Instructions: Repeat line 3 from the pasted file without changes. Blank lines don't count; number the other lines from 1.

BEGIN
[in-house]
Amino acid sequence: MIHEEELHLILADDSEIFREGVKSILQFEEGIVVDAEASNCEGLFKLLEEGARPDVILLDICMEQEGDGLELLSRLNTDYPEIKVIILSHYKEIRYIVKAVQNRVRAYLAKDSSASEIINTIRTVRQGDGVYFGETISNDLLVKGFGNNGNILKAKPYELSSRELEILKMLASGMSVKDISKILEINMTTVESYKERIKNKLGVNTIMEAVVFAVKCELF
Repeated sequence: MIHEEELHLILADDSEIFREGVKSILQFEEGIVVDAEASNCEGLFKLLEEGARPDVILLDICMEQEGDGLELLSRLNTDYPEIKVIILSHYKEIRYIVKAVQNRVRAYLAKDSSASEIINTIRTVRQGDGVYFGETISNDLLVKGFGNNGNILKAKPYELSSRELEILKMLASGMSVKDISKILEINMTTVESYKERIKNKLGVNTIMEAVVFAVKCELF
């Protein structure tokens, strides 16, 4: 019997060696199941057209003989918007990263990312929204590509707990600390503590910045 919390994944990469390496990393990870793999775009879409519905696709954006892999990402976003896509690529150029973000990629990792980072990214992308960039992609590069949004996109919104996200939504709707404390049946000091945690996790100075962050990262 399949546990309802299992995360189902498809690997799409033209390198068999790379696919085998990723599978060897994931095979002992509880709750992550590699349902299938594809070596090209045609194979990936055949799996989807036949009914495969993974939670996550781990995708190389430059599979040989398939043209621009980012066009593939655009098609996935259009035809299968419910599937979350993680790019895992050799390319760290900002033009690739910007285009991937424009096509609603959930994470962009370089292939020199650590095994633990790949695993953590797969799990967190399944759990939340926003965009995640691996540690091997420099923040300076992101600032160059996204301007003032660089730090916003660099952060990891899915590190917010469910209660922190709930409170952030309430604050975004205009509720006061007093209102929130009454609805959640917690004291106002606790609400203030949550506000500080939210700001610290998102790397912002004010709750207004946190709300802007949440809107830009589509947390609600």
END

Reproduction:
Repeated sequence: MIHEEELHLILADDSEIFREGVKSILQFEEGIVVDAEASNCEGLFKLLEEGARPDVILLDICMEQEGDGLELLSRLNTDYPEIKVIILSHYKEIRYIVKAVQNRVRAYLAKDSSASEIINTIRTVRQGDGVYFGETISNDLLVKGFGNNGNILKAKPYELSSRELEILKMLASGMSVKDISKILEINMTTVESYKERIKNKLGVNTIMEAVVFAVKCELF